Showing posts with label second cousins. Show all posts
Showing posts with label second cousins. Show all posts

Friday, February 9, 2018

Learning from Valentines Sent in the Last Century

In my husband's Wood family, staying in touch was a high priority. Cousins and aunts and uncles sent penny greeting cards to the children for every conceivable occasion. Above, one of the pretty postcards sent to Wallis W. Wood, hubby's uncle, for Valentine's Day in 1912. The sender was Wallis's aunt Nellie (Rachel Ellen) Wood Kirby, who lived in Chicago with her husband, Arthur Kirby. Nellie never spelled her nephew's name correctly on these cards, for some reason.
Thanks to the greeting cards, I can trace the movement of the Wood family from one Cleveland neighborhood to another in between Census years. The head of the family, James Edgar Wood, was a home builder who would construct a house on spec, move his family in, and finish the interior while simultaneously framing another home on spec.

Hubby's father, Edgar James Wood, was a child at the time. He recalled that period in an interview 70 years later, remembering that in one spec house, "the first two floors weren't finished at all, we were living in the attic!" A vivid and not particularly happy memory for him, apparently.

In my family, Mom (Daisy Schwartz) preserved the first Valentine sent to her by Dad (Harold Burk), in February, 1946. It was a traditional, romantic card with ribbon embellishment.

Daisy and Harold had had a whirlwind courtship after he came home from WWII in October, 1945. They were set up on a date by two "matchmaker" aunts, fell in love, and became engaged on the last day of 1945.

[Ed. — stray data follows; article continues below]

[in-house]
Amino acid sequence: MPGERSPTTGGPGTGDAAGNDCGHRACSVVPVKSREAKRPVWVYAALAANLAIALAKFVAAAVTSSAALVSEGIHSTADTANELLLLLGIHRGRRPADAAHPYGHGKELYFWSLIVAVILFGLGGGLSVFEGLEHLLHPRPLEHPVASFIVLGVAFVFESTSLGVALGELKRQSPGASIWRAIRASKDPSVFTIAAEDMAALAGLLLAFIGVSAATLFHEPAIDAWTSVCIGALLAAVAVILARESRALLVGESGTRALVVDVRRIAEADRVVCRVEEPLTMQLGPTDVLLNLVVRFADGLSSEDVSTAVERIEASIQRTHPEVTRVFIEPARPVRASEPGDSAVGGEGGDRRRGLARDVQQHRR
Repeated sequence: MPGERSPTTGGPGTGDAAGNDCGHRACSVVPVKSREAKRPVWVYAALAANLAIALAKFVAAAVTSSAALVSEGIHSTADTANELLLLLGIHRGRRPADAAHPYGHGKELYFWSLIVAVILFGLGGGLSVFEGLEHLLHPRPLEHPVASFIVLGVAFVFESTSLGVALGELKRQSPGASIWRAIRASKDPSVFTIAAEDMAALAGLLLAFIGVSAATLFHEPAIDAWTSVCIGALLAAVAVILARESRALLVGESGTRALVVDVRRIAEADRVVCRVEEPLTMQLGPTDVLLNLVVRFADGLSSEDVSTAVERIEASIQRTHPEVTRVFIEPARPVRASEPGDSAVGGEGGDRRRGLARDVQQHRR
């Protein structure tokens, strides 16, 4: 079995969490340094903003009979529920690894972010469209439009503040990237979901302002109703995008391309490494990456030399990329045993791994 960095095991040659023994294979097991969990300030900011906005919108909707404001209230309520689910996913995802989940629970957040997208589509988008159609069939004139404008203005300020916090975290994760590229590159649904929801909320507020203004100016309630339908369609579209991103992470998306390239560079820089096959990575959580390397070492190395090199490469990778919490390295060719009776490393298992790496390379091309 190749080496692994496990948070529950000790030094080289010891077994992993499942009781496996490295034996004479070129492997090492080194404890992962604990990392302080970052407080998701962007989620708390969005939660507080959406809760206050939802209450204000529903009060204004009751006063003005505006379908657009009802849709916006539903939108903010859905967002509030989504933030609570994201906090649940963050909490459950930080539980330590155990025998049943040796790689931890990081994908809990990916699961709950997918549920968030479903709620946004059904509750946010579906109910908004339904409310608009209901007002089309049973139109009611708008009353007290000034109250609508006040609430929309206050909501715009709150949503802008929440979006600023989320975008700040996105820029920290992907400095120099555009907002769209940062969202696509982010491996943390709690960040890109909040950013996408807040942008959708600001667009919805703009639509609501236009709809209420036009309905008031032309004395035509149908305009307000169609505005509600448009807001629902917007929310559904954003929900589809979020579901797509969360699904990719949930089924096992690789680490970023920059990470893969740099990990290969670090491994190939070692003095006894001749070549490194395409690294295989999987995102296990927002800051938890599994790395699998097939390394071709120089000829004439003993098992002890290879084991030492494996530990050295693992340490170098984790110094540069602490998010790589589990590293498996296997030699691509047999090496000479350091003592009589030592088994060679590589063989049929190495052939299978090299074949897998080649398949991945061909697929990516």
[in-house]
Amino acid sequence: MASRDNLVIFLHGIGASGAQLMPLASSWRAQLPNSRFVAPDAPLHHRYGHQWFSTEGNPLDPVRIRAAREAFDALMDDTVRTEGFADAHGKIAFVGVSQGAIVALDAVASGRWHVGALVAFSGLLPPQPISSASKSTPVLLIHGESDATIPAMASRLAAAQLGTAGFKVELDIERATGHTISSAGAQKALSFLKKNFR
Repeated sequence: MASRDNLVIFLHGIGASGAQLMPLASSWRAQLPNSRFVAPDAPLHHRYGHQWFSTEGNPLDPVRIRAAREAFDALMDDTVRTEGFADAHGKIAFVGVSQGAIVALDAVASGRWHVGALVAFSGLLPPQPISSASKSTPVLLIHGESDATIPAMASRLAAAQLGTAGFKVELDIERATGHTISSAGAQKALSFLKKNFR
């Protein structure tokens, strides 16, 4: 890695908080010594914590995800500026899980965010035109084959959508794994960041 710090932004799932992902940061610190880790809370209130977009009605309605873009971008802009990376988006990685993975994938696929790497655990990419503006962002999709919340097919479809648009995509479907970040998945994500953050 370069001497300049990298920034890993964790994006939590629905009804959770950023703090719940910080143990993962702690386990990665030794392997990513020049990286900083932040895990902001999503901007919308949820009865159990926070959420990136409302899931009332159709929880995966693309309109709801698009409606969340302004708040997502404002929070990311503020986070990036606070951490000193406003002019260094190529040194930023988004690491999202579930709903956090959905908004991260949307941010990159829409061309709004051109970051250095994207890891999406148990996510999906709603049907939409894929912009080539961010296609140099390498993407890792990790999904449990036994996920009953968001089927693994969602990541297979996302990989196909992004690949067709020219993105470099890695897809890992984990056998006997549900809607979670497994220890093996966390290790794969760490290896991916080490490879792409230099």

Although Daisy and Harold wanted a short engagement, the post-war housing shortage prevented them from finding a convenient, affordable New York City apartment. They had to settle for a wedding date in November, 1946. With so many months to plan, there was enough time for both families to gather in force.

The wedding photos are, 70 years later, a treasure trove of clues to family history. When I asked three of my mother's first cousins to help me identify people in my parents' photos who were unfamiliar to me, they assumed these "unknowns" were "family friends."
They vaguely remembered the names and faces of the "unknowns" but knew nothing else, even though they had been at the wedding in 1946.

When I dug deeper into the names and marriages of the "unknowns," in every case, these wedding guests turned out to be cousins. Cousins of the parents of the bride or groom! These connections led me to finding a lovely group of 2d cousins 1x removed. Now, any time I see a group wedding photo from my family's albums, I don't assume that unfamiliar faces are "family friends." Maybe they're cousins in disguse!

Monday, September 14, 2009

Researching sideways

Researching sideways (as Toni McKeen calls it)--looking for all siblings in each generation and their spouses/in-laws and even extended family members--takes time but it can be very productive. It led me to finding 2d cousins I never knew about!

Here's what happened: my first-cousin once removed really loved her favorite aunt Anna, who married my grand-uncle Sam. I decided to research Anna's family and found that there was no surname message board devoted to her family's last name, so I got permission from Ancestry to start one. That was in June.

Just two weeks ago, I got a note on that surname board from Burt, who told me he's related to Anna's family. He and I exchanged e-mails, I sent him a photo of Sam and Anna, and lo and behold, he gave me the e-mail of my second cousin Gary. Gary and I exchanged e-mails and the next thing I know, Gary's sister Bonnie called me to say how much she enjoyed seeing the photo of Sam and Anna--her grandparents! Plus Bonnie has some family tree info she got from a favorite aunt.

It's wonderful to get acquainted with these long-lost cousins and hear their stories. And it's all because of researching sideways. Gotta do more of that! Thank you, Burt, for taking the time to answer my query. More genealogy adventures are ahead, I'm sure.